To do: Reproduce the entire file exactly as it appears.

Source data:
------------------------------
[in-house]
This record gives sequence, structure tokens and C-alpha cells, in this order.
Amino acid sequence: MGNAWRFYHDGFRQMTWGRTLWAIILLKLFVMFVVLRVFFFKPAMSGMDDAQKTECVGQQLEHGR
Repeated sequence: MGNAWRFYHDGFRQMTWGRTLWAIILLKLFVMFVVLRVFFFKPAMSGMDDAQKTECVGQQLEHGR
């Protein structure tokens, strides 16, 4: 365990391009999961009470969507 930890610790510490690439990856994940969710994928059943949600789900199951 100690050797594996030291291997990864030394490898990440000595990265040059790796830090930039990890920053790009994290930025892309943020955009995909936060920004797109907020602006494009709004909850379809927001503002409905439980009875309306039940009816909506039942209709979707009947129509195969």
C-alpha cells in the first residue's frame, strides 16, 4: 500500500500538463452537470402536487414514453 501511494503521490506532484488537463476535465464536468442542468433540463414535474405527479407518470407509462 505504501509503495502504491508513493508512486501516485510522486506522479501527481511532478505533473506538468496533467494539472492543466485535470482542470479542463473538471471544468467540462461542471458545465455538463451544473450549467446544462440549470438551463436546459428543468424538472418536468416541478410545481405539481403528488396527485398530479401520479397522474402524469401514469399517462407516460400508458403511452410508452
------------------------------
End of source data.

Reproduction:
[in-house]
This record gives sequence, structure tokens and C-alpha cells, in this order.
Amino acid sequence: MGNAWRFYHDGFRQMTWGRTLWAIILLKLFVMFVVLRVFFFKPAMSGMDDAQKTECVGQQLEHGR
Repeated sequence: MGNAWRFYHDGFRQMTWGRTLWAIILLKLFVMFVVLRVFFFKPAMSGMDDAQKTECVGQQLEHGR
């Protein structure tokens, strides 16, 4: 365990391009999961009470969507 930890610790510490690439990856994940969710994928059943949600789900199951 100690050797594996030291291997990864030394490898990440000595990265040059790796830090930039990890920053790009994290930025892309943020955009995909936060920004797109907020602006494009709004909850379809927001503002409905439980009875309306039940009816909506039942209709979707009947129509195969």
C-alpha cells in the first residue's frame, strides 16, 4: 500500500500538463452537470402536487414514453 501511494503521490506532484488537463476535465464536468442542468433540463414535474405527479407518470407509462 505504501509503495502504491508513493508512486501516485510522486506522479501527481511532478505533473506538468496533467494539472492543466485535470482542470479542463473538471471544468467540462461542471458545465455538463451544473450549467446544462440549470438551463436546459428543468424538472418536468416541478410545481405539481403528488396527485398530479401520479397522474402524469401514469399517462407516460400508458403511452410508452